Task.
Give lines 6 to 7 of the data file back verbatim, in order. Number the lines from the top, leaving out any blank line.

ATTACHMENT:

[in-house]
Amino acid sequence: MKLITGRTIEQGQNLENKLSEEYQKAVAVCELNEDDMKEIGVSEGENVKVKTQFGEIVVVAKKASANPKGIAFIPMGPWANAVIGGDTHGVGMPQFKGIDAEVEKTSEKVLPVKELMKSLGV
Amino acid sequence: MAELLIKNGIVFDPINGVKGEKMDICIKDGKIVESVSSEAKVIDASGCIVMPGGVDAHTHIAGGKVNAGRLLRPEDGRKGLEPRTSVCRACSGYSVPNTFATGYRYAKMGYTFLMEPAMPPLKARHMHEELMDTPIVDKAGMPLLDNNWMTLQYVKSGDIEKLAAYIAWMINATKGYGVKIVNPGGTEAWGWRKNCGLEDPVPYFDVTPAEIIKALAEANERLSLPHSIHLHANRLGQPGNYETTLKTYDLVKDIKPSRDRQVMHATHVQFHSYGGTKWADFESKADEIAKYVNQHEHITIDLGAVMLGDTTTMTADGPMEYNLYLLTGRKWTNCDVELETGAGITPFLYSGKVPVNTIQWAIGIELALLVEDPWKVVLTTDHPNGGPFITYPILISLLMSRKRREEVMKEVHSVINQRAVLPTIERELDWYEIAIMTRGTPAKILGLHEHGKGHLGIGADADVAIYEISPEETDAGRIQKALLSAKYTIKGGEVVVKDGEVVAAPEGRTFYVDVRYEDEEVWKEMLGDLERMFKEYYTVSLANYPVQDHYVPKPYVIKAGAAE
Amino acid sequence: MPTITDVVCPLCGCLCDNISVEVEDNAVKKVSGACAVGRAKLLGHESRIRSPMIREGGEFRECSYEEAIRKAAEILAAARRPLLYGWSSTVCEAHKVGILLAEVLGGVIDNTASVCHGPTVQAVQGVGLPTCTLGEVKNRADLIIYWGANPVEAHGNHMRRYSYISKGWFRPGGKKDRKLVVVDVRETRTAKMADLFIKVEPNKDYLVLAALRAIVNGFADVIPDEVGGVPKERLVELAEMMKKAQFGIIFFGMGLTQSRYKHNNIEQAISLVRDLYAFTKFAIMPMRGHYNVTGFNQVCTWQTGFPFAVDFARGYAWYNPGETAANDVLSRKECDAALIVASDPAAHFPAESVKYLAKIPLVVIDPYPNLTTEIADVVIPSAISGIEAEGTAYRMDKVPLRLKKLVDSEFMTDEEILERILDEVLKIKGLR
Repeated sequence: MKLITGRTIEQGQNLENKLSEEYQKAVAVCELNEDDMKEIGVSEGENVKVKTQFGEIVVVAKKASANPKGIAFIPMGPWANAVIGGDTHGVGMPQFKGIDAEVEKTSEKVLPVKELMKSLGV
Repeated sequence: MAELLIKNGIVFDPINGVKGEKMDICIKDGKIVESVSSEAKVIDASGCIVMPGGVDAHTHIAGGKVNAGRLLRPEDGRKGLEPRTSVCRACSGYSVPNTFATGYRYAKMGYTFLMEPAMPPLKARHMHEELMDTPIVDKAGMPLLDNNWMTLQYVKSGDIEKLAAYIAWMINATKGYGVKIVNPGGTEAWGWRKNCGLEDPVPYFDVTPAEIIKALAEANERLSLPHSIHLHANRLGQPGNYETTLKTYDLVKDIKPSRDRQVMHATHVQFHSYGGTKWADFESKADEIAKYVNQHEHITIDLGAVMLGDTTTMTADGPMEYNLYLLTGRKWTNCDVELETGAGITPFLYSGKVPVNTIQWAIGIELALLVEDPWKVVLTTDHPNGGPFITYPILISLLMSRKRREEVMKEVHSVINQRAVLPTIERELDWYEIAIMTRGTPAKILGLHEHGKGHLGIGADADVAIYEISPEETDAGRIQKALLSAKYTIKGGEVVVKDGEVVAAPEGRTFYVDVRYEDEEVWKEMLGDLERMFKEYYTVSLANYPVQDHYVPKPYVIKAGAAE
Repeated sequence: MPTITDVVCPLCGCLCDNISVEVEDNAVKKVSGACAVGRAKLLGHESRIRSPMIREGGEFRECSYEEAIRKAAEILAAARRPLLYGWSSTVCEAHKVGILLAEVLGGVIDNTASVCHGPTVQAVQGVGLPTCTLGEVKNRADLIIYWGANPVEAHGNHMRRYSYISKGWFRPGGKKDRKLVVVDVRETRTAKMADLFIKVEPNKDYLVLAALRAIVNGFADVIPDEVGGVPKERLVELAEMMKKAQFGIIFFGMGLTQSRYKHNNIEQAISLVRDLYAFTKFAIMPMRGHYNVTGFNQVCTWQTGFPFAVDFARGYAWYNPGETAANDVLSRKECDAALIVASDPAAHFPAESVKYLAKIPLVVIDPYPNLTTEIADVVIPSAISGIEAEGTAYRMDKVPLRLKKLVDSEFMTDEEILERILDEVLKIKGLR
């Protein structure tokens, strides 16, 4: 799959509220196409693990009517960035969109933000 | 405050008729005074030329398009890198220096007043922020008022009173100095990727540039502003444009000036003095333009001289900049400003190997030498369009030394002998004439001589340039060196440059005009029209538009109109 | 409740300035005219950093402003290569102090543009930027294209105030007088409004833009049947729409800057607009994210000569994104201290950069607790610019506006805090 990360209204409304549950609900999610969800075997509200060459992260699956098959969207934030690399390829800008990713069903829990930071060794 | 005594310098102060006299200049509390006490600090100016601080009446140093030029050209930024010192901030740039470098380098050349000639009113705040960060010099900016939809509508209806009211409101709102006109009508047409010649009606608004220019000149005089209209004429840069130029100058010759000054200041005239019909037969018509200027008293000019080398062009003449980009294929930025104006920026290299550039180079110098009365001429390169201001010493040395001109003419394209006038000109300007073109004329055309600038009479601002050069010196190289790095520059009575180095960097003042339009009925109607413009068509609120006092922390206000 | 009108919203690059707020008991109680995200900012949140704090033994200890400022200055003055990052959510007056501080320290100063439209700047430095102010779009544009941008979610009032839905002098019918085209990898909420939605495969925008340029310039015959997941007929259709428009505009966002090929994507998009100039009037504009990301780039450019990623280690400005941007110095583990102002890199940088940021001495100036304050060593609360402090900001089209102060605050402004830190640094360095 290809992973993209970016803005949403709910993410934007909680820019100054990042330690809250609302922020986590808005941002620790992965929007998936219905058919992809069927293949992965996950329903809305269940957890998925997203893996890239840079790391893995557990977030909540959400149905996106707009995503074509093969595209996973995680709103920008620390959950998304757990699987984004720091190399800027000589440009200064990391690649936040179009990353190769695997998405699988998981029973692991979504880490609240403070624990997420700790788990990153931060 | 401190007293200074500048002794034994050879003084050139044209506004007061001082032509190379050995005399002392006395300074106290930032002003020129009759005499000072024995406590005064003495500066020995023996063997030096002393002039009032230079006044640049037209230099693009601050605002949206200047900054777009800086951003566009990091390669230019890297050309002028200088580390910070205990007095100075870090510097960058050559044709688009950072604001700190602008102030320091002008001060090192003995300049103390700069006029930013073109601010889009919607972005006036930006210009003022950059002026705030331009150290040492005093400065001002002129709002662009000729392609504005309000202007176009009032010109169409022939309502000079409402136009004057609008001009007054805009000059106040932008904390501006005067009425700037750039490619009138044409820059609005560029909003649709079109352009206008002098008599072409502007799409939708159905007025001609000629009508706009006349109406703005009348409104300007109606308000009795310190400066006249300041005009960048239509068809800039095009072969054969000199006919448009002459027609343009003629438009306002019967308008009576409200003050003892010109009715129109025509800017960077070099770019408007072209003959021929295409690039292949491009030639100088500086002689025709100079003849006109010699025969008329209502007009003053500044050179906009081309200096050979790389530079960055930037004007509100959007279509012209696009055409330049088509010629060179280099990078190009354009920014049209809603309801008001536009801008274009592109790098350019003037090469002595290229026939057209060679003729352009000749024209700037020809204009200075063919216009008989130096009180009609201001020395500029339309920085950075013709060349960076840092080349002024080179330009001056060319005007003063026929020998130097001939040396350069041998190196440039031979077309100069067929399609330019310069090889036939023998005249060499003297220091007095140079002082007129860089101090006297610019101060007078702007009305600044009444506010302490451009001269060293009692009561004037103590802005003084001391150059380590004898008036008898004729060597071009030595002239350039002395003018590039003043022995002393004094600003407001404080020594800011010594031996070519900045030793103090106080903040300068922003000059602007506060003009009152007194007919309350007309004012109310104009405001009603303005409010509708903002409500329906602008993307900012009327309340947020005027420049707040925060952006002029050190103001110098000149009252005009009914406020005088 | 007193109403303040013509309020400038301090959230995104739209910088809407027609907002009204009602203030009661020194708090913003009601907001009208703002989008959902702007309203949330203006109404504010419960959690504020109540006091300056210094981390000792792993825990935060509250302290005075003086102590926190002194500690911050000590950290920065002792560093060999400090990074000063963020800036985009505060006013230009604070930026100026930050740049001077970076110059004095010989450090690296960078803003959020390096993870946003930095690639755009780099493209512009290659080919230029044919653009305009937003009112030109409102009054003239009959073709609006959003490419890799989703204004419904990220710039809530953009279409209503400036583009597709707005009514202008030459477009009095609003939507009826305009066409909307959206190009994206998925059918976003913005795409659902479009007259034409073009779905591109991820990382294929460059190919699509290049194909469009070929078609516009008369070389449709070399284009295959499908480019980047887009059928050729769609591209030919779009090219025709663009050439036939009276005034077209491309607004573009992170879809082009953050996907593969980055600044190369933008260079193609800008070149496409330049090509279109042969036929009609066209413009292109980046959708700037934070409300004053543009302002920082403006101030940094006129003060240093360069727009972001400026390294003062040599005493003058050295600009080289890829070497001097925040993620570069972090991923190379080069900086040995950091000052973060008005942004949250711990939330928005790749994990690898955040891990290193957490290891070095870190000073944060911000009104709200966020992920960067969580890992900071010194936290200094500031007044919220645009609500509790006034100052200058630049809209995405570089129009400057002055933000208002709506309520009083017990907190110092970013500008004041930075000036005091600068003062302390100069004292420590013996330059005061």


Repeated sequence: MAELLIKNGIVFDPINGVKGEKMDICIKDGKIVESVSSEAKVIDASGCIVMPGGVDAHTHIAGGKVNAGRLLRPEDGRKGLEPRTSVCRACSGYSVPNTFATGYRYAKMGYTFLMEPAMPPLKARHMHEELMDTPIVDKAGMPLLDNNWMTLQYVKSGDIEKLAAYIAWMINATKGYGVKIVNPGGTEAWGWRKNCGLEDPVPYFDVTPAEIIKALAEANERLSLPHSIHLHANRLGQPGNYETTLKTYDLVKDIKPSRDRQVMHATHVQFHSYGGTKWADFESKADEIAKYVNQHEHITIDLGAVMLGDTTTMTADGPMEYNLYLLTGRKWTNCDVELETGAGITPFLYSGKVPVNTIQWAIGIELALLVEDPWKVVLTTDHPNGGPFITYPILISLLMSRKRREEVMKEVHSVINQRAVLPTIERELDWYEIAIMTRGTPAKILGLHEHGKGHLGIGADADVAIYEISPEETDAGRIQKALLSAKYTIKGGEVVVKDGEVVAAPEGRTFYVDVRYEDEEVWKEMLGDLERMFKEYYTVSLANYPVQDHYVPKPYVIKAGAAE
Repeated sequence: MPTITDVVCPLCGCLCDNISVEVEDNAVKKVSGACAVGRAKLLGHESRIRSPMIREGGEFRECSYEEAIRKAAEILAAARRPLLYGWSSTVCEAHKVGILLAEVLGGVIDNTASVCHGPTVQAVQGVGLPTCTLGEVKNRADLIIYWGANPVEAHGNHMRRYSYISKGWFRPGGKKDRKLVVVDVRETRTAKMADLFIKVEPNKDYLVLAALRAIVNGFADVIPDEVGGVPKERLVELAEMMKKAQFGIIFFGMGLTQSRYKHNNIEQAISLVRDLYAFTKFAIMPMRGHYNVTGFNQVCTWQTGFPFAVDFARGYAWYNPGETAANDVLSRKECDAALIVASDPAAHFPAESVKYLAKIPLVVIDPYPNLTTEIADVVIPSAISGIEAEGTAYRMDKVPLRLKKLVDSEFMTDEEILERILDEVLKIKGLR